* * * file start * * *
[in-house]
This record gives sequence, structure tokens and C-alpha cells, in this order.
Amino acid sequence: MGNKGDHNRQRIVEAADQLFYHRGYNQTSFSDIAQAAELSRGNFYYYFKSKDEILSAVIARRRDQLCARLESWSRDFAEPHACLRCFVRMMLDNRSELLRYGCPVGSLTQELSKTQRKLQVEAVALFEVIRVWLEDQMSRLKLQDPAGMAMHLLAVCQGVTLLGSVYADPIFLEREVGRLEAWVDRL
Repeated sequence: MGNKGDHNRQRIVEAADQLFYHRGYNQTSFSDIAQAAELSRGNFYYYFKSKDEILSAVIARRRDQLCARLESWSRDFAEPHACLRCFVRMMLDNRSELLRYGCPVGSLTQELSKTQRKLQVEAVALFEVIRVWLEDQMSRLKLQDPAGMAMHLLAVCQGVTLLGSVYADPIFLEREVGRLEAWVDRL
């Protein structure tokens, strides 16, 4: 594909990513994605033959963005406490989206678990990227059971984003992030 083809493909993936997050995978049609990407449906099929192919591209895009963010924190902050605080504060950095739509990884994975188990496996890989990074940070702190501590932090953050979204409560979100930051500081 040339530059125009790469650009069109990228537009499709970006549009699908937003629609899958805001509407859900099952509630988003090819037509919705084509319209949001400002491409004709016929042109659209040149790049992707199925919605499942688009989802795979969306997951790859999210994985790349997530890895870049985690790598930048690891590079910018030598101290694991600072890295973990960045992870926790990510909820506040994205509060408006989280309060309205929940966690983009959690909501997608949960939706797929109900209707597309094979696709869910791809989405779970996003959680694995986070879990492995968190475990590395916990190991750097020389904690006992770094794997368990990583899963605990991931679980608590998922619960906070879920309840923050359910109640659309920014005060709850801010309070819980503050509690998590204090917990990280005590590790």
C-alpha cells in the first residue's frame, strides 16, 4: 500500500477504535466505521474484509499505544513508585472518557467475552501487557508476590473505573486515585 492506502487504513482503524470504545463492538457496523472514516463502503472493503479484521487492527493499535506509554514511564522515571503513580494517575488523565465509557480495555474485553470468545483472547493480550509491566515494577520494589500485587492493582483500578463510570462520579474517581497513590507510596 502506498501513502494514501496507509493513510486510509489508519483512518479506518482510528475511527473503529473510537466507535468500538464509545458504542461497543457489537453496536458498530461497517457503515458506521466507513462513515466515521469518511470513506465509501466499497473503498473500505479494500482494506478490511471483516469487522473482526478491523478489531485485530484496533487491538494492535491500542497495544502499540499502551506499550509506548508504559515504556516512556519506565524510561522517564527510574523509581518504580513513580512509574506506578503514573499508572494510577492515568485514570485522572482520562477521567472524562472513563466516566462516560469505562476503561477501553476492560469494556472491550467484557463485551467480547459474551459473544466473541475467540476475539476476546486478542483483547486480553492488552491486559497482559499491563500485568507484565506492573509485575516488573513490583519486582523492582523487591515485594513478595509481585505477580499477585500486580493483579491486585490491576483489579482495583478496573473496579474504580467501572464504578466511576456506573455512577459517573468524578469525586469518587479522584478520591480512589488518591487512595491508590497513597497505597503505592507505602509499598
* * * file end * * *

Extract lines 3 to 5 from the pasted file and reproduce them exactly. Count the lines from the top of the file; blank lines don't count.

Amino acid sequence: MGNKGDHNRQRIVEAADQLFYHRGYNQTSFSDIAQAAELSRGNFYYYFKSKDEILSAVIARRRDQLCARLESWSRDFAEPHACLRCFVRMMLDNRSELLRYGCPVGSLTQELSKTQRKLQVEAVALFEVIRVWLEDQMSRLKLQDPAGMAMHLLAVCQGVTLLGSVYADPIFLEREVGRLEAWVDRL
Repeated sequence: MGNKGDHNRQRIVEAADQLFYHRGYNQTSFSDIAQAAELSRGNFYYYFKSKDEILSAVIARRRDQLCARLESWSRDFAEPHACLRCFVRMMLDNRSELLRYGCPVGSLTQELSKTQRKLQVEAVALFEVIRVWLEDQMSRLKLQDPAGMAMHLLAVCQGVTLLGSVYADPIFLEREVGRLEAWVDRL
């Protein structure tokens, strides 16, 4: 594909990513994605033959963005406490989206678990990227059971984003992030 083809493909993936997050995978049609990407449906099929192919591209895009963010924190902050605080504060950095739509990884994975188990496996890989990074940070702190501590932090953050979204409560979100930051500081 040339530059125009790469650009069109990228537009499709970006549009699908937003629609899958805001509407859900099952509630988003090819037509919705084509319209949001400002491409004709016929042109659209040149790049992707199925919605499942688009989802795979969306997951790859999210994985790349997530890895870049985690790598930048690891590079910018030598101290694991600072890295973990960045992870926790990510909820506040994205509060408006989280309060309205929940966690983009959690909501997608949960939706797929109900209707597309094979696709869910791809989405779970996003959680694995986070879990492995968190475990590395916990190991750097020389904690006992770094794997368990990583899963605990991931679980608590998922619960906070879920309840923050359910109640659309920014005060709850801010309070819980503050509690998590204090917990990280005590590790």